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Roughly two weeks ago Ghostcrawler over at Blizzard posted a new discussion article on the Dev Watercooler blog talking about the Class Talent changes that were made when World of Warcraft: Cataclysm was released. Specifically, the post discussed what he and the other developers felt went well and poorly with the talent tree changes. Topics included the change to a 31 point talent tree, granting abilities key to that spec when chosen at level 10, being locked into a tree until you have spent 31 points, and more.

Like most of you I read the article and thought, “Huh, maybe they do actually consider the changes they make!” I thought it sort of tongue in cheek as I know they do consider things pretty closely, however, since then the topics discussed there keep percolating around in my mind. I keep thinking about what was said and the issues that it raises for me. I kept thinking, ok this is how the devs feel, but what about the rest of us?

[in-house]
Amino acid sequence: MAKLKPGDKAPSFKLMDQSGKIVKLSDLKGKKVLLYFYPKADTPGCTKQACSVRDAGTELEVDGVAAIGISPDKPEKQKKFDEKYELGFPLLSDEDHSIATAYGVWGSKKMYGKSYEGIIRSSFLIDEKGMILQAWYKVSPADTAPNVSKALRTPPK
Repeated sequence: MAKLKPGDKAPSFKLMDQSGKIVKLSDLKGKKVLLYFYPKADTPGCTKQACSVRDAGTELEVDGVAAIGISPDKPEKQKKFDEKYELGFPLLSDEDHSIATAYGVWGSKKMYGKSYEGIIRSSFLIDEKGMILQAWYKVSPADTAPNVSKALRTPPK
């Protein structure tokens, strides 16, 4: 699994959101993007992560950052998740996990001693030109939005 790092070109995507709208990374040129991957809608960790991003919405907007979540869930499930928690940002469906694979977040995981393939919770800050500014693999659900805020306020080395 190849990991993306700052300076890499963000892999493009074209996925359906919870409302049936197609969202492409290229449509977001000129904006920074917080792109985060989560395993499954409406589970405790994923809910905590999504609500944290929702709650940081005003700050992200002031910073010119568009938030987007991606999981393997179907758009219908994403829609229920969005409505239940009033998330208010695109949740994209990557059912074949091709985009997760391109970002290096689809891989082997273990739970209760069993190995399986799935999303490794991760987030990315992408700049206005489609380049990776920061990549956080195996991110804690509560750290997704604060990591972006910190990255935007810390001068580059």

Looking at the talent trees as they are now, what do I think of them as a player? What is positive and negative compared to the old systems? What would I change or suggest for the next major revision?

Being the soft spoken, calm, behind the scenes personality that I am, I would never be vocal about what was wrong… LOL, who am I kidding. None of those adjectives describe me even remotely. Of course I would spew my opinion on all these changes and make them known, and what follows is just that, my take on the Cataclysm Talent system.